Leadership

AI for Marketers 101: What You Need to Know to Get Ahead

November 14, 2017

It’s true that companies like Spotify, Amazon, and Netflix have set an incredible bar for customer experiences with AI. But unlike the past, when lofty advertising goals, could only be achieved by mammoth companies with deep pockets, today, marketing departments of all sizes can rely on the input and efficiency of machine-driven AI applications.

Thanks to the increasing availability of AI to smaller businesses, marketers everywhere can now engage with each customer in meaningful and personalized ways.

This doesn’t mean humans rely on AI to do all the work. Instead, the performance of AI-based algorithms does best when reviewed, sanitized, and operated by real people.

With AI-based programming, new marketing platforms are appearing almost daily. Most of them can be classified into the following categories: vision, language, insight extraction, and anticipatory predictions.

Vision-driven AI applications

AI technology can do a lot for physical stores, especially with analysis and analytics. For instance, machine-learning algorithms can identify behavioral patterns of repeat customers. They can use facial recognition technology based on CCTV footage inside stores and see patterns of efficiency in various product layouts. These can then be leveraged to optimize store design and operations.

But visual-driven AI isn’t confined to in-store experiences. Vision-based AI can also be used to recognize license plates for passing cars. Since every license plate is registered to an individual, retailers can partner with third-party data collectors to get more information on the owner of a vehicle. For brick-and-mortar establishments, this allows them greater insight into potential customers who drive past their place of business on a daily basis. These companies can then target marketing communications specifically to that vehicle owner, with a message designed to draw them in the next time they’re driving by. However, retailers must be aware and compliant with customer privacy when applying both in and out of store AI technologies.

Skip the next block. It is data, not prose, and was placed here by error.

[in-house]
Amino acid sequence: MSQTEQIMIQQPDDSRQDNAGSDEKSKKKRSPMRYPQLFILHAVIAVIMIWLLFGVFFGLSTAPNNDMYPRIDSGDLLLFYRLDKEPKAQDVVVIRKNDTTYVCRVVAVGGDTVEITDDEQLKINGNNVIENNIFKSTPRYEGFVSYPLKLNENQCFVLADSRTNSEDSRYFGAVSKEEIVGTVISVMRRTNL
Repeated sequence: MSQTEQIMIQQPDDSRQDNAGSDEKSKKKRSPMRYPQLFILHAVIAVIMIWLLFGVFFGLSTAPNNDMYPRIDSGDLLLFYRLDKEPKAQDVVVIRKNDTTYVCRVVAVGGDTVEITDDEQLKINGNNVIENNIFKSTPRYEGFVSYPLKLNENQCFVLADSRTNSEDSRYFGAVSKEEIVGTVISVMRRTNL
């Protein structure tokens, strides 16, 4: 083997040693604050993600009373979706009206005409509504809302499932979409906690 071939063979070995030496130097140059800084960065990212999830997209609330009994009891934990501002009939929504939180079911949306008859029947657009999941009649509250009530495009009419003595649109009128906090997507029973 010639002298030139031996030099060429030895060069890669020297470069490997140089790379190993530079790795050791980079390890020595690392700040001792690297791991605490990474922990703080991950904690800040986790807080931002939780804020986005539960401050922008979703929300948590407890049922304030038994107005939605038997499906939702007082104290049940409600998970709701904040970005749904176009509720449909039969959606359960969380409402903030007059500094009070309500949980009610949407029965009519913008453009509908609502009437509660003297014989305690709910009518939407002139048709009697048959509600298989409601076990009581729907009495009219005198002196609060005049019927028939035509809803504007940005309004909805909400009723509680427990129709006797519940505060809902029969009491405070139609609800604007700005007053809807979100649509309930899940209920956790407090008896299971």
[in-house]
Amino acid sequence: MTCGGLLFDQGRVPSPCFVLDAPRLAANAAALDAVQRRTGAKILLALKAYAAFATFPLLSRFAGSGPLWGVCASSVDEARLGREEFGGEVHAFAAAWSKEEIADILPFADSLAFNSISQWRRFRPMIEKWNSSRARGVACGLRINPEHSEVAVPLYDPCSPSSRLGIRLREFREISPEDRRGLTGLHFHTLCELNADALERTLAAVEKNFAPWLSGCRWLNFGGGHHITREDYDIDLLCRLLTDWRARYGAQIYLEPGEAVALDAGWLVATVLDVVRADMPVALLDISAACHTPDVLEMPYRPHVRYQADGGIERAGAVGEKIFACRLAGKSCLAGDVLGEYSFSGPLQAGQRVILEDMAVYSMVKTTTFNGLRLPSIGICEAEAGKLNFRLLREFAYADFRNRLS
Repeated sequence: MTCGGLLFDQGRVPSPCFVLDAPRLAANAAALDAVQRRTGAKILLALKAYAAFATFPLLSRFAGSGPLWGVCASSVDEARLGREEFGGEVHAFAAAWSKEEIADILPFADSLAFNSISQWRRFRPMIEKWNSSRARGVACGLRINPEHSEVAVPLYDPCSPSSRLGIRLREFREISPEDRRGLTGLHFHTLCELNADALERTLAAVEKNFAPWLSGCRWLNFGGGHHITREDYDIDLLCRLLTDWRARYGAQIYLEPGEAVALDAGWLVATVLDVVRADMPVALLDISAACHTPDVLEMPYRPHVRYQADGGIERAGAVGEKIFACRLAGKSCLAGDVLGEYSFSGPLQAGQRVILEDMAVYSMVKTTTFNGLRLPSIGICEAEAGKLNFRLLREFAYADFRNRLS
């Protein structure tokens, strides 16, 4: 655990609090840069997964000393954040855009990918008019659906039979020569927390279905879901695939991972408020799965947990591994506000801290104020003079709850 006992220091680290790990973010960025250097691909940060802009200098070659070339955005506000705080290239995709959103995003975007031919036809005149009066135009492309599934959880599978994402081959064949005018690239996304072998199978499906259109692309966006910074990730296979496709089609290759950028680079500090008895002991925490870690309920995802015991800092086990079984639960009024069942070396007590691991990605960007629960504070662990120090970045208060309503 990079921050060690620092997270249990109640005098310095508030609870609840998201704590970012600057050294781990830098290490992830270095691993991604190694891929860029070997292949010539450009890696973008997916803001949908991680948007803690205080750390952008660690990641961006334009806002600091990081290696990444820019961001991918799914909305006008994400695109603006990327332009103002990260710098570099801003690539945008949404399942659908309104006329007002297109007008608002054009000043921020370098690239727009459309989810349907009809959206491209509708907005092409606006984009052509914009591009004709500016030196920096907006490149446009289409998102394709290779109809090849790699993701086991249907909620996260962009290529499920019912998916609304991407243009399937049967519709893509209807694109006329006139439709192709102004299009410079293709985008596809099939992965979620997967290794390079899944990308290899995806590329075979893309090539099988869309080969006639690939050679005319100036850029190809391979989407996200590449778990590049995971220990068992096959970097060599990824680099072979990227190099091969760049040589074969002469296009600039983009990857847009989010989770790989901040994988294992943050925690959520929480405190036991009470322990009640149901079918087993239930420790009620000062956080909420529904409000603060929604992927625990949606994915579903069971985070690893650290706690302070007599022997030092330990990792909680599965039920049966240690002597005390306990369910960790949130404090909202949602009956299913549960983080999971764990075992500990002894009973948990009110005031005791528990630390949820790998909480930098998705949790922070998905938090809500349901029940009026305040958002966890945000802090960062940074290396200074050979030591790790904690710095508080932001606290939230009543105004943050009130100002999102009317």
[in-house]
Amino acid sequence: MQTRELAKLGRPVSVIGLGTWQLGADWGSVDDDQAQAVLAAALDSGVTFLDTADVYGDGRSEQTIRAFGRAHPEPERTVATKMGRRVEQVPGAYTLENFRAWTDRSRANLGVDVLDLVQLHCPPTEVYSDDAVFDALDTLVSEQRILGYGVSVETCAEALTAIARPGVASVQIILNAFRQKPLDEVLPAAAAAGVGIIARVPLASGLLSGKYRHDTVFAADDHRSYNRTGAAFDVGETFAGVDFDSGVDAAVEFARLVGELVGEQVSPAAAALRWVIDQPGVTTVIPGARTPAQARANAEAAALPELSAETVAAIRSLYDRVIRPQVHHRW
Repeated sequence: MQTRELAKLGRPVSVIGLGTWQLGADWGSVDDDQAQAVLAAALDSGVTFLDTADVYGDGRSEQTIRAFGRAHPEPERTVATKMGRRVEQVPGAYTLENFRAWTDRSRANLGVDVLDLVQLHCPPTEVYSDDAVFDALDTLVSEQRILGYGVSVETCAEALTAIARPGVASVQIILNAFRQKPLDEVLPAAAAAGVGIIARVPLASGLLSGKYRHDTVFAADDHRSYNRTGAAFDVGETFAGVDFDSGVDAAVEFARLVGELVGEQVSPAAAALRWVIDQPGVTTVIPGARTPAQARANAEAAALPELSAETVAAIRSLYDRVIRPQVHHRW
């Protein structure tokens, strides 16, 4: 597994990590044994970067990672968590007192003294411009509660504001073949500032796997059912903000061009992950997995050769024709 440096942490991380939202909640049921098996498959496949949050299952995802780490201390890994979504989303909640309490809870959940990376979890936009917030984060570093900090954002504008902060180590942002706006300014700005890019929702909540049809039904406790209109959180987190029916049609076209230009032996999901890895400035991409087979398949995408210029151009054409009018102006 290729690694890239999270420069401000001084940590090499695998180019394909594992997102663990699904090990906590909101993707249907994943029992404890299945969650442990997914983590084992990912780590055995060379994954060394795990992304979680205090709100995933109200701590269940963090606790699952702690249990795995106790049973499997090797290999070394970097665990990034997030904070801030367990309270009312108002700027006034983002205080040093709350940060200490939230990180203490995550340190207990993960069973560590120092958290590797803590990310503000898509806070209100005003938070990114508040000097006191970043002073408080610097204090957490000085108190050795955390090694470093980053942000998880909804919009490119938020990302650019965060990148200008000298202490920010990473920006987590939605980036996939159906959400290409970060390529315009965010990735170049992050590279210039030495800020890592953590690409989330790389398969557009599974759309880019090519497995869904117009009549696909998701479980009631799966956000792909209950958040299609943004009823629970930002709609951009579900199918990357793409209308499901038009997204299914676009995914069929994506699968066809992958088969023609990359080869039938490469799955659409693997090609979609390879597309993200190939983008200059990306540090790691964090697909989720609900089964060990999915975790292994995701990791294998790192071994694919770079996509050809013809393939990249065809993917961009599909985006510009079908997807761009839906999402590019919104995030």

Language-driven AI technology

When it comes to the speech-enabled side of AI technology, Alexa, Siri, and Watson from Amazon, Apple, and IBM, respectively, are undoubtedly the leaders. They demonstrate the maturation of language understanding and processing for other elements of consumer interaction  In the past, communicating with customers was restricted to email or other far less personal experiences. Thanks to the new frontier of language technology, customers can now literally speak to their device and end up interacting with a business or brand. AI speech technology is bringing a new level of personalization to customer service and outreach. 

For more direct and natural conversations with customers, chatbots and conversational UIs are providing a great deal of opportunities. Successful adoption of language-driven AI technology can be used to support and even partially replace call-centers for the customer service needs of companies across industry verticals.

Even more, AI can now automatically detect sentiments, meaning certain degrees of frustration apparent in a customer’s voice is recognized by the technology. This is extremely helpful for companies, because the technology understands when it’s appropriate to  transfer the customer from automated voice systems to human representatives.

Another application of language-driven AI already being leveraged is the generation of marketing messages using machine learning software. Communication templates based on general vocabularies are integrated with customer preferences. These and observed behaviors enable systems to interact with customers through the right channels, at the right times, in the right tone, and with the most relevant content.